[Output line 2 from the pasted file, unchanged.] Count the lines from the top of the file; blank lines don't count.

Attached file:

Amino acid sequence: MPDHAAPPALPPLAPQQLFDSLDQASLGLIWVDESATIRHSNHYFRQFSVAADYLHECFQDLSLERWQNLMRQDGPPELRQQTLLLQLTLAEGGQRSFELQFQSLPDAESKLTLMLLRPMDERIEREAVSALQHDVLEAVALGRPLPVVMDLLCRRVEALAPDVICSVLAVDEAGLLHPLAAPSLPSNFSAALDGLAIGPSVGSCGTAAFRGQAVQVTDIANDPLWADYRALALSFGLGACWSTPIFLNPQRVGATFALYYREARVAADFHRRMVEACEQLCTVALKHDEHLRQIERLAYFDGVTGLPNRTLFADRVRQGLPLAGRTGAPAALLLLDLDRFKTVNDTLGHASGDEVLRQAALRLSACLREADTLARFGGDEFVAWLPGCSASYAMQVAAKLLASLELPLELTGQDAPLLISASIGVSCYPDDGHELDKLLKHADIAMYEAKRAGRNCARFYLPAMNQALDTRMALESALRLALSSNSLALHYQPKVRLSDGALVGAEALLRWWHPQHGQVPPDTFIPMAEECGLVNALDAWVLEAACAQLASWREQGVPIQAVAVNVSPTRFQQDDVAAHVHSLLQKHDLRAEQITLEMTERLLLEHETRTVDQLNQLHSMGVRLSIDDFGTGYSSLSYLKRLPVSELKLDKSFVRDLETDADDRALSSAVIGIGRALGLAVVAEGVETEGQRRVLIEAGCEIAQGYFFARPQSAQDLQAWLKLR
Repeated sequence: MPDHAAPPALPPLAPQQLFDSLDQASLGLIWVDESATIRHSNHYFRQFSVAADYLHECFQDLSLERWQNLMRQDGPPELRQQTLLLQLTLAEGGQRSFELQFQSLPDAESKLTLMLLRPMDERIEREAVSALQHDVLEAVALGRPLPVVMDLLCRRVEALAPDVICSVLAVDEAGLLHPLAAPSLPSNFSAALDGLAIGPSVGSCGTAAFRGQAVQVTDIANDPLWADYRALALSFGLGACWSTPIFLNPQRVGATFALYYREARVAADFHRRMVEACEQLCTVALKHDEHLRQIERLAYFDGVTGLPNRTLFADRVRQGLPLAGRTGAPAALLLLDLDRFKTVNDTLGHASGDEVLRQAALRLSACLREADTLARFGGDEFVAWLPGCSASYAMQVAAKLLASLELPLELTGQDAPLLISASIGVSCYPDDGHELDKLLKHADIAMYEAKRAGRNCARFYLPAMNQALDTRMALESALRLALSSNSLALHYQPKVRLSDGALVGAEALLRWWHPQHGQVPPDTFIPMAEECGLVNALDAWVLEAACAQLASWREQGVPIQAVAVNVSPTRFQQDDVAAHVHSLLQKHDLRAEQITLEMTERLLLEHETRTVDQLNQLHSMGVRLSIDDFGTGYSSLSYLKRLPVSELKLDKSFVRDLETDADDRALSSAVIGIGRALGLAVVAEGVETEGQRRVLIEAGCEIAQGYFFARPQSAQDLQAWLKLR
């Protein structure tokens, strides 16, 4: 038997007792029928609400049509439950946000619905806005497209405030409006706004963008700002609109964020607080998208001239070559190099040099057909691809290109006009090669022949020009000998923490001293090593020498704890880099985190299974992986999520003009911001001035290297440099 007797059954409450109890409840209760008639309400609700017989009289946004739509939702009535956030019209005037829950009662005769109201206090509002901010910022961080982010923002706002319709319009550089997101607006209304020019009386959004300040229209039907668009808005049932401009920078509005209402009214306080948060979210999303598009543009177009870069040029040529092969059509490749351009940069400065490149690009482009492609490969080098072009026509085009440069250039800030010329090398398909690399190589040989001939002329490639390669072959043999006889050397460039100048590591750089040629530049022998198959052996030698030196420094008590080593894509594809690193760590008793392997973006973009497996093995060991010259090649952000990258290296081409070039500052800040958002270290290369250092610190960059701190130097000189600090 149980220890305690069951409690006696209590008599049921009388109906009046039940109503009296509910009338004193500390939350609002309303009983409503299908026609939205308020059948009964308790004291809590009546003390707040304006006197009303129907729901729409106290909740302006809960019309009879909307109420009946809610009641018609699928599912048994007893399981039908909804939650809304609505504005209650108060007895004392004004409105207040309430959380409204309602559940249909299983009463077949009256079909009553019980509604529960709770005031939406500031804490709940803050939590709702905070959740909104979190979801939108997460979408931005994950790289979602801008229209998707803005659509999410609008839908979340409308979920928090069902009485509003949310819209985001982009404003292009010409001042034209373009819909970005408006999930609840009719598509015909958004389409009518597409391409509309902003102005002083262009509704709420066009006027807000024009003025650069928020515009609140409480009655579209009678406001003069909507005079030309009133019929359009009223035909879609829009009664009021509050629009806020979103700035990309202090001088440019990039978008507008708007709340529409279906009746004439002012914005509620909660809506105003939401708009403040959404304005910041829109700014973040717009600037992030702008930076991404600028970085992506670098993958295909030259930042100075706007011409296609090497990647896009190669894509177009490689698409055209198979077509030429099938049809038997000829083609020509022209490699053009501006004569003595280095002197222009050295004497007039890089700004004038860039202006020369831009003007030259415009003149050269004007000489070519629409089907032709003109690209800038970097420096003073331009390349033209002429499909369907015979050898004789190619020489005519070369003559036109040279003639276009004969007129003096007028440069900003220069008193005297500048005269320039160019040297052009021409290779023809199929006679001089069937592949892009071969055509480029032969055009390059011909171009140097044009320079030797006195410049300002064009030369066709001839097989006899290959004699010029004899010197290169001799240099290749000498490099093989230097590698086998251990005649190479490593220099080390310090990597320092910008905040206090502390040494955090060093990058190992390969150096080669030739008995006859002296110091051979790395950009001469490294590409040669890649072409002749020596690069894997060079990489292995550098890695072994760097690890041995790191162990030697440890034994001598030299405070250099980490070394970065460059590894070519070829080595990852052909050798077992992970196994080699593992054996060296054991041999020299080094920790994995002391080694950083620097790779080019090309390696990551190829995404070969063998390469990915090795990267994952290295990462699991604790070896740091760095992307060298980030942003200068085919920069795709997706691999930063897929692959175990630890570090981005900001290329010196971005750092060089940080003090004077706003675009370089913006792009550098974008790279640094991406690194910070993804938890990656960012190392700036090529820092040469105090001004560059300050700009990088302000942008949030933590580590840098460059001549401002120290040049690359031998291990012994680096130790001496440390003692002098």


Repeated sequence: MPDHAAPPALPPLAPQQLFDSLDQASLGLIWVDESATIRHSNHYFRQFSVAADYLHECFQDLSLERWQNLMRQDGPPELRQQTLLLQLTLAEGGQRSFELQFQSLPDAESKLTLMLLRPMDERIEREAVSALQHDVLEAVALGRPLPVVMDLLCRRVEALAPDVICSVLAVDEAGLLHPLAAPSLPSNFSAALDGLAIGPSVGSCGTAAFRGQAVQVTDIANDPLWADYRALALSFGLGACWSTPIFLNPQRVGATFALYYREARVAADFHRRMVEACEQLCTVALKHDEHLRQIERLAYFDGVTGLPNRTLFADRVRQGLPLAGRTGAPAALLLLDLDRFKTVNDTLGHASGDEVLRQAALRLSACLREADTLARFGGDEFVAWLPGCSASYAMQVAAKLLASLELPLELTGQDAPLLISASIGVSCYPDDGHELDKLLKHADIAMYEAKRAGRNCARFYLPAMNQALDTRMALESALRLALSSNSLALHYQPKVRLSDGALVGAEALLRWWHPQHGQVPPDTFIPMAEECGLVNALDAWVLEAACAQLASWREQGVPIQAVAVNVSPTRFQQDDVAAHVHSLLQKHDLRAEQITLEMTERLLLEHETRTVDQLNQLHSMGVRLSIDDFGTGYSSLSYLKRLPVSELKLDKSFVRDLETDADDRALSSAVIGIGRALGLAVVAEGVETEGQRRVLIEAGCEIAQGYFFARPQSAQDLQAWLKLR